At the end of November 1959, Nankoku visited the United States of America as his first trip to the foreign country. His stay in the United States lasted for one year and five months until April 1961. He was scheduled to stay there further, but due to his wife's (小葩) illness, he returned home in a hurry.
As the standard-bearer of the avant-garde calligraphy, Nankoku's activities had been attracting remarkable attention before he went to the United States. In 1959, he was selected as the exhibitor along with Shiryu Morita at the 5th São Paulo Biennale. He moved to the United States at the end of that year and held his one-man show in New York in January 1961. At a time when Japanese artist’s activities abroad were rare, there was exceedingly great interest in the world of Japanese calligraphy and art regarding Nankoku's activities in the U. S. When he returned to Japan in June 1961, the radio interview in New York titled "Mr. Nankoku's calligraphic activities in the United States" was reported in "Calligraphy Art No. 7 “ (Japan Calligraphy Art Institute). Nankoku himself wrote an article in ‘Nihon Keizai Shimbun’ dated June 16, 1961 , titled ""American Calligraphy Life: Expressions No Less Than Orientals" (Partly in Nankoku Report Vol.15 Nankoku, Going to the U.S.A (1). On July 18, the Tokyo Shimbun carried an interview titled "Line Expression Doesn't Need Meaning – Nankoku Hidai Teaches Avant-Garde Calligraphy in the U.S." And Nankoku wrote an essay in the Asahi Shimbun on August 1 titled "Midsummer’s Ink Form –Kappa (Water imp) Country". The whole text of "Kappa (Water imp) Country " is introduced in Nankoku Report Vol. 1 .
For making use of his revisit to the U.S., Nankoku continued to write “The Art of Calligraphy” with Mrs. Elise Grilli, a critic for the Japan Times, and wrote letters to persons whom he had gained the acquaintance with in the U. S. At the end of 1961, his first one-man show was held at Muramatsu Gallery in Ginza (December 1-5). Nankoku's works changed dramatic much in 1961, after returning to the U.S. The former dynamism of the thick lines with the blurs went out and the reduced thin lines and dots were left like meteoric traces in the white space. However, these new works are never fragile, and the exquisiteness of the expression of thin lines (Hitsu-I) powerfully controls the space. Life in the United States made Nankoku break with pretension and eagerness, and made him create works in which he could express himself honestly at the heart.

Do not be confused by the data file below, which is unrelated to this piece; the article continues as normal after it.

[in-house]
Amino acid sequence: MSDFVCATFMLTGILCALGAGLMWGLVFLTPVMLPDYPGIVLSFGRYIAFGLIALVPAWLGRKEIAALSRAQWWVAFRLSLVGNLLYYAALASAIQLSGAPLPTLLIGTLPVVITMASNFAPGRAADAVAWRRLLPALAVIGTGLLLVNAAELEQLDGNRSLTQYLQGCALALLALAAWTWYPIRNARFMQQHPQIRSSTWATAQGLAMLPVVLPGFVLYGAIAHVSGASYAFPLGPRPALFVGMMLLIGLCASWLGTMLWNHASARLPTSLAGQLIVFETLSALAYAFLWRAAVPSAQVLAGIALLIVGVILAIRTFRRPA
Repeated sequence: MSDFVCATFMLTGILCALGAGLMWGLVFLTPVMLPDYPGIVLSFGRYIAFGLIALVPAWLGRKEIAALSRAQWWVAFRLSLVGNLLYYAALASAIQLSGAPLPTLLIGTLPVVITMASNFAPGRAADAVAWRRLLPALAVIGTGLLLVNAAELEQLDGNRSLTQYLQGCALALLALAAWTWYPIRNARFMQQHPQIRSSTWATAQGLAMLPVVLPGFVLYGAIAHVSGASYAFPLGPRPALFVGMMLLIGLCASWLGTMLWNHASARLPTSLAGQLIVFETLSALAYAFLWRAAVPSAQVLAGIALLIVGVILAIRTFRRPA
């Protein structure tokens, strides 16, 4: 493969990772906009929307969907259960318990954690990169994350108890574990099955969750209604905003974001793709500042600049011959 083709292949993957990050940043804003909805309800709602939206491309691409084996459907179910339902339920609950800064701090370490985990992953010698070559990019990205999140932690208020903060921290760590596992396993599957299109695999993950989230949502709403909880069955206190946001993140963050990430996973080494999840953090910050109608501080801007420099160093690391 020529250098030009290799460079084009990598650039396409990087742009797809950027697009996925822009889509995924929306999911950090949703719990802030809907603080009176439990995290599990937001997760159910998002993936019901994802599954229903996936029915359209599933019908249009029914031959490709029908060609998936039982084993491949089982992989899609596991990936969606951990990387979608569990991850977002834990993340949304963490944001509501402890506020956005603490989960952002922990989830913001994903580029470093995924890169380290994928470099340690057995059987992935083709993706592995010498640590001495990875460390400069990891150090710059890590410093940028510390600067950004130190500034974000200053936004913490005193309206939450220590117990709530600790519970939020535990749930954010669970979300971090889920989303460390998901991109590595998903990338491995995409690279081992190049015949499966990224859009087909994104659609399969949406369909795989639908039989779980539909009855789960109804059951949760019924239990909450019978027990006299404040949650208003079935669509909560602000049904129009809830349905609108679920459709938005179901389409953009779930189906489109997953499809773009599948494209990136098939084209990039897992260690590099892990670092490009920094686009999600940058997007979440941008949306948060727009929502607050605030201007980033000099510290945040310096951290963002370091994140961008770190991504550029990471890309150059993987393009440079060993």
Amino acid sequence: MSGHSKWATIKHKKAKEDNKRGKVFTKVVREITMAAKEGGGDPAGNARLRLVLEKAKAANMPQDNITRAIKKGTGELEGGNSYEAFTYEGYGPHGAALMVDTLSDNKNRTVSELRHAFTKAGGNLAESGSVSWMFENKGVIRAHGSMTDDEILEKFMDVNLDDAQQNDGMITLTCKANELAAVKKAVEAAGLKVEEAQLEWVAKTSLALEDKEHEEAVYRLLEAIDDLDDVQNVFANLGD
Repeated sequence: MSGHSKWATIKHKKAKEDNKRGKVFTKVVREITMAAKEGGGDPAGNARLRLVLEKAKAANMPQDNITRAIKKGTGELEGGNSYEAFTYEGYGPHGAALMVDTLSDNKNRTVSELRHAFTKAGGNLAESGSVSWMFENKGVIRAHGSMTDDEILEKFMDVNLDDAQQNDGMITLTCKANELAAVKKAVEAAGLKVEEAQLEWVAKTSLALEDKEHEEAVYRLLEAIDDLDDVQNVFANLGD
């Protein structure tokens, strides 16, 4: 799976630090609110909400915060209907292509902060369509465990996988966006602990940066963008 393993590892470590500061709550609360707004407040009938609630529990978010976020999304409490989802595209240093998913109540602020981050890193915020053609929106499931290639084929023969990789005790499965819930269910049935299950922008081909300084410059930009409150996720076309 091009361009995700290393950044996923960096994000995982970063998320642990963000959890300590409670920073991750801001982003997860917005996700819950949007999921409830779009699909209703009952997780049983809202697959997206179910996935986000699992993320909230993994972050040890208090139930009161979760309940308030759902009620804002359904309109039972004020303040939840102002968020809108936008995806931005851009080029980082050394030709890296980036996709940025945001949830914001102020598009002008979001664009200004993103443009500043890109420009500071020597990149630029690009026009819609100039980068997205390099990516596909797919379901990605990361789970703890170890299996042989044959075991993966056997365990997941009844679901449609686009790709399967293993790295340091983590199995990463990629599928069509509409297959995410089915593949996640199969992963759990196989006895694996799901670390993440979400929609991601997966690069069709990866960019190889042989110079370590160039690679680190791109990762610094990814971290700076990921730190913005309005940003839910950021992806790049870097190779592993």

At the same time, Nankoku held the exhibition of works by American artists and citizens whom he taught at San Francisco. The American who did not know the Chinese character and its meaning at all showed a wonderful line expression, and their works impressed the calligraphers in Japan.
From January 23 to 28, 1962, he held " Tenrai Igyo-ten” (Exhibition of Tenrai Hidai’s Works and Legacy) at Nihonbashi Takashimaya, hosted by “Shogakuin Dojinkai”( Shogakuin Members Group). Tenrai had been dead for 23 years, so Nankoku and Dojinkai organized the exhibition that praised the achievements of Tenrai, who had advocated the artistry of calligraphy and insighted into even the possibility of "Ink Form", as well the exhibition presented today’s calligraphy art that succeeded to Tenrai’s will and developed diversely .
From April 10 to June 19, 1962, Nankoku opened the “A Class on Calligraphy for Westerners” at ‘The International House of Japan’ in Azabu Toriizaka. The class was scheduled once a week, from 3:00 p.m. to 5:00 p.m. on Tuesdays, or from 7:00 p.m. to 9:00 p.m. intended for Western artists living in Japan.
Outline of the art of calligraphy and Summary of the history of calligraphy
Basic training of brush stroke (1)
Tools for calligraphy (brushes, grinding-stone, etc.)
Basic training of brush stroke (2)
Materials for calligraphy (paper, ink, etc.)
Basic training of brush stroke (3)
How to choose models (copybooks) for study
Structure of Kanji (Chinese character) (1)
Development of styles of Kanji
Structure of Kanji (2)
Development of technique for brush stroke
Study classic model style (square style 楷書)
Ou-yang Xun (557-641 Early Tang Dynasty)
Yan Zhen-qing (709-785 Late Tang Dynasty)
Discrimination between correctness and error, discrimination between cleverness
Study classic model style (early square style or clerical style 隷書)
Sozen-hi (cao quan bei ) (monument A.D.185 Later Han Dynasty)
Sekimon-syo(shímén song) (monument A.D.148 Later Han Dynasty)
Hokaku-syo (monument A.D.172 Later Han Dynasty), etc.
Various types of mounts for calligraphy (lining, etc.)
Study classic model style (Seal-style)
Characters inscribed on oracle bones and tortoise shells (1800-1100 B.C. Shang-Yin 商-殷)
Inscription on old bronze vessels (1800-770 B.C. Shang-Yin, Xī Zhōu (西周 [copper ware])
Inscription in Qin Dynasty (Chin-seal style 221-206 B.C.)
Study classic model style (cursive style 草書 and semi-cursive style 行書)
Kukai (774-835 Heian era)
Michikaze Ono (896-966 Heian era)
Yukinari Fujiwara (972-1027 Heian era)
Wáng Xīzhī (王 羲之) (307-365? Eastern Jin)
Su Dongpo( Sū Shì ) (1036-1101 Northern Song)
Other Japanese and Chinese calligraphy masters
Essence of calligraphic art
Free interpretation of diverse styles (1)
(Using various materials and tools)
Overview of Modern Calligraphy
Free interpretation of various styles (2)
(1) Textbooks, paper, brushes, ink, etc. may be purchased in class at cost prices.
(2) Special tools will be lent by instructor.